Chloroplasts working in the shade
Ortiz-Alcaide et al. report that light and retrograde pathways interact to regulate hypocotyl elongation response to shade. Plant Cell https://doi.org/10.1105/tpc.18.00617
By Jaime F. Martinez-Garcia and Manuel Rodriguez-Concepcion
Background: Plant development is strongly influenced by the incoming light. Not enough light may compromise photosynthesis and hence growth, but too much light can saturate the photosynthetic capacity of the plant and lead to oxidative damage. Plants growing in forest understories or next to other plants are often exposed to moments of low light (shading) followed by periods of excess light (sunflecks). In shade-avoiding species, exposure to plant shade leads to adaptive responses such as increased elongation (to overgrow neighboring competitors for light) and reduced levels of photosynthetic pigments (to adjust photosynthesis to the available light). A too strong response to shade, however, might be detrimental if light conditions change. For example, excessively reduced photosynthetic capacity might cause oxidative damage when shaded plants are suddenly exposed to direct sunlight.
Question: To cope with oxidative stress, chloroplasts communicate with the nucleus and adjust gene expression by means of so-called retrograde signals. We wondered whether chloroplasts might also regulate the elongation response to shade through retrograde signaling.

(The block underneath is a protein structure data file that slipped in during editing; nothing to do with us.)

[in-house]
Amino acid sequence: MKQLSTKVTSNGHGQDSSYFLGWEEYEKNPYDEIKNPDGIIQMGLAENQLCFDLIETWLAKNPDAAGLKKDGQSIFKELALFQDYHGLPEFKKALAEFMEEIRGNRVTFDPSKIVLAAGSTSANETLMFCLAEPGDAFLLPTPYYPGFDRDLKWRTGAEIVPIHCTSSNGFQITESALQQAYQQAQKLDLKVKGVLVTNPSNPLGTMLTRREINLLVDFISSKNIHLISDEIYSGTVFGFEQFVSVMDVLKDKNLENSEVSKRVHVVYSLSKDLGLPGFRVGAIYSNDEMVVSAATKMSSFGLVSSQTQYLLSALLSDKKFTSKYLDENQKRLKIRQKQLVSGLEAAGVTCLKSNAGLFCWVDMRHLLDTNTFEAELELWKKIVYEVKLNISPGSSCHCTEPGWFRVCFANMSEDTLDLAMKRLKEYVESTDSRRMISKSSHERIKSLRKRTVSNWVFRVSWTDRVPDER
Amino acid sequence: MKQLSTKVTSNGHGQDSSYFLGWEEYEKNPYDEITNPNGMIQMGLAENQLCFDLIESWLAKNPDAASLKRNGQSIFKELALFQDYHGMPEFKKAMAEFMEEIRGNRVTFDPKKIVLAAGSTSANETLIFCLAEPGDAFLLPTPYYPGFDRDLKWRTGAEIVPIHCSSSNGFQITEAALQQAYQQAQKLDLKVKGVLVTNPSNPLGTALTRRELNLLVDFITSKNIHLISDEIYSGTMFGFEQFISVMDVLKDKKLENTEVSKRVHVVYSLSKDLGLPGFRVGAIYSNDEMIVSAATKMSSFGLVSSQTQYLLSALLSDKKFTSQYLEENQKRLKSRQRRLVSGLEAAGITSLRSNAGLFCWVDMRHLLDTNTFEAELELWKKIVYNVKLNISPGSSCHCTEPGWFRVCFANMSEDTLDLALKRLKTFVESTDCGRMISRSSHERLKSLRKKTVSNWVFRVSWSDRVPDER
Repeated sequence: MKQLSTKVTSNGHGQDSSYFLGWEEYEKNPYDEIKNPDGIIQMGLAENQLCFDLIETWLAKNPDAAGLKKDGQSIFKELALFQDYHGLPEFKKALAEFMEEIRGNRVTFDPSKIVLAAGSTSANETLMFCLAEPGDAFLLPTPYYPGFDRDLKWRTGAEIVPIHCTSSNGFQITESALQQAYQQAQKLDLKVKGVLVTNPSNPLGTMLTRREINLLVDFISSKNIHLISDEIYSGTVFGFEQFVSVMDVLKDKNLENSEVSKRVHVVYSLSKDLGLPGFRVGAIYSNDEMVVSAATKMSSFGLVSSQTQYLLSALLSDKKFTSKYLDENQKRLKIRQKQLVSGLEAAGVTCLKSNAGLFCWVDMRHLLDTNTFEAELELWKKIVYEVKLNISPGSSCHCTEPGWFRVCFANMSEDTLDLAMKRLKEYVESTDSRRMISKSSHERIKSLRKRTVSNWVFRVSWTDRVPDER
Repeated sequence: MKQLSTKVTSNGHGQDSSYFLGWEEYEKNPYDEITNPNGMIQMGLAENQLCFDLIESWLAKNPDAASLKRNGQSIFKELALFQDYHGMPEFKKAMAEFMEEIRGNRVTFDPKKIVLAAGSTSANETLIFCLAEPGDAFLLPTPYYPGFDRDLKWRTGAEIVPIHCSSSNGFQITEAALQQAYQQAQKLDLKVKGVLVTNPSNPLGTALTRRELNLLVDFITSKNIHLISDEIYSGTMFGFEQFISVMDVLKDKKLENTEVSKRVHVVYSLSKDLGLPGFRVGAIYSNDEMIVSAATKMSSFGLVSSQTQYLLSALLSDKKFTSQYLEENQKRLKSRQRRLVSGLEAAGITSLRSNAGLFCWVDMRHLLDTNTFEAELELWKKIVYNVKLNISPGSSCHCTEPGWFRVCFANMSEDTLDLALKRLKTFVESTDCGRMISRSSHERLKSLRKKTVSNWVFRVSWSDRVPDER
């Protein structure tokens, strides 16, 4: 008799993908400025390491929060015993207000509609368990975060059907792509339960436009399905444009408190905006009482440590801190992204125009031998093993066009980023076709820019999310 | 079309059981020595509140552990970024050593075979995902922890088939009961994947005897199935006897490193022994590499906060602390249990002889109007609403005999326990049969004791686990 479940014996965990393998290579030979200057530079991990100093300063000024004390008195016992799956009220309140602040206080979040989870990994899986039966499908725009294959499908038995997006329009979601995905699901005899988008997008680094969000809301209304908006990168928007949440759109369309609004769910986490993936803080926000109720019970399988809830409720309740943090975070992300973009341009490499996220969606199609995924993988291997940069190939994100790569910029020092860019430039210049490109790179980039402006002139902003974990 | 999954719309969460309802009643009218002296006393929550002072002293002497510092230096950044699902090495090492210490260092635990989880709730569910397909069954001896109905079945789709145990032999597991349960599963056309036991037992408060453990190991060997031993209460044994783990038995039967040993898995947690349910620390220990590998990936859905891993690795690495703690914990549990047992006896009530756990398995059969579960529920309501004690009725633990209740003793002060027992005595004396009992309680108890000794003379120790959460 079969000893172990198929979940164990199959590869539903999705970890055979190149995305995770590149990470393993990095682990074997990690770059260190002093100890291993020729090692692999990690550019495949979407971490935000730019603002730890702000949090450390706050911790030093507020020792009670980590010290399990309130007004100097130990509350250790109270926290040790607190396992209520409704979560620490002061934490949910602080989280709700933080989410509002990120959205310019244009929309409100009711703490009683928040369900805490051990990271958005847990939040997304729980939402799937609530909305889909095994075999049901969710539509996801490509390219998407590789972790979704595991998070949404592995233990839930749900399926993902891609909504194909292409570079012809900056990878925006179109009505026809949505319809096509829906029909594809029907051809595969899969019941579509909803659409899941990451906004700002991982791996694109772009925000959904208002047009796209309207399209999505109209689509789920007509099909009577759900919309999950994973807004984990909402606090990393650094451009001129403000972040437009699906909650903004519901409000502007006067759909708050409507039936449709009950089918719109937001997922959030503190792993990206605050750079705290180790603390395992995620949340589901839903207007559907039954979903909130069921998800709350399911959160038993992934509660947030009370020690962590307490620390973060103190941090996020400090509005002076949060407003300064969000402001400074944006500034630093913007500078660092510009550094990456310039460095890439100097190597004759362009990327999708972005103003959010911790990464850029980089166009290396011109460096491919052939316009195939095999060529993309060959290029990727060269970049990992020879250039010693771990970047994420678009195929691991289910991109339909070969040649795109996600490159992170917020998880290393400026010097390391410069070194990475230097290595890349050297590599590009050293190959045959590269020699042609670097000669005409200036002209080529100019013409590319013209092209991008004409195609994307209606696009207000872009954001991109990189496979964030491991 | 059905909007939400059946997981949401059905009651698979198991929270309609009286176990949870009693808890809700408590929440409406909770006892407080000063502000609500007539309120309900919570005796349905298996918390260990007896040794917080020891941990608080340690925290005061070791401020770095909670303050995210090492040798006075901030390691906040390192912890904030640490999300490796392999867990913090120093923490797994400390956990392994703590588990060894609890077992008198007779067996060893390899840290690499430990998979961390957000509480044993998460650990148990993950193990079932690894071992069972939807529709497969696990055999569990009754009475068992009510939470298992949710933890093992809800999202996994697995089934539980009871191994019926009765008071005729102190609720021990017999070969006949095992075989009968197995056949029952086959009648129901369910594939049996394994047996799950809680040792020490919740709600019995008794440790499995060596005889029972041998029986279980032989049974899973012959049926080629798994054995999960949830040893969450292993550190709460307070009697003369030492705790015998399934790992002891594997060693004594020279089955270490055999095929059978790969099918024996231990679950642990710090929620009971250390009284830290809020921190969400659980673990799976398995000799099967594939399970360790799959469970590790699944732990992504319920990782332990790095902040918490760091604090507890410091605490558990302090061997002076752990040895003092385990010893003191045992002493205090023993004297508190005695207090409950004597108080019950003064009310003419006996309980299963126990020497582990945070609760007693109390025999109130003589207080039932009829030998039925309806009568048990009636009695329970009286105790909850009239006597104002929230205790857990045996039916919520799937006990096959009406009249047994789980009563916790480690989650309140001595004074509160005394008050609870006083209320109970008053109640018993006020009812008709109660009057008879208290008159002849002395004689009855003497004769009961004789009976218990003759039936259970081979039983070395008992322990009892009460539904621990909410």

Findings: Using inhibitors of chloroplast function, we found that the elongation response to shade of Arabidopsis thaliana seedlings was attenuated as the levels of photosynthetic pigments (chlorophylls and carotenoids) decreased. Bleached seedlings eventually lose their ability to grow when exposed to shade, in part due to impaired light perception and signaling. We also found that shade-triggered seedling elongation was repressed by the hormone abscisic acid, produced in chloroplasts from the degradation of carotenoids. Together, our results suggest that chloroplast -derived signals prevent an excessive response to shade, hence facilitating the return to non-shade conditions. A mechanistic model of the interaction between chloroplast and shade signals to directly modulate plant development is proposed in the paper.
Next steps: Understanding how plants respond to shade will certainly contribute to improve crop productivity, as it should provide important clues to optimally grow plants close together or under other plant canopies. A necessary step in this direction would be to identify the chloroplast-derived signal(s) found to modulate shade perception and light signaling.
Key words: Chloroplast, development, photosynthesis, shade
Miriam Ortiz-Alcaide, Ernesto Llamas, Aurelio Gomez-Cadenas, Akira Nagatani, Jaime F. Martinez-Garcia, and Manuel Rodriguez-Concepcion. (2019). Chloroplasts Modulate Elongation Responses to Canopy Shade by Retrograde Pathways Involving HY5 and Abscisic Acid. Plant Cell. https://doi.org/10.1105/tpc.18.00617.
Patrice A. Salomé. (2019). The Shade of Things to Come: Plastid Retrograde Signaling and Shade Avoidance. Plant Cell. https://doi.org/10.1105/tpc.19.00049.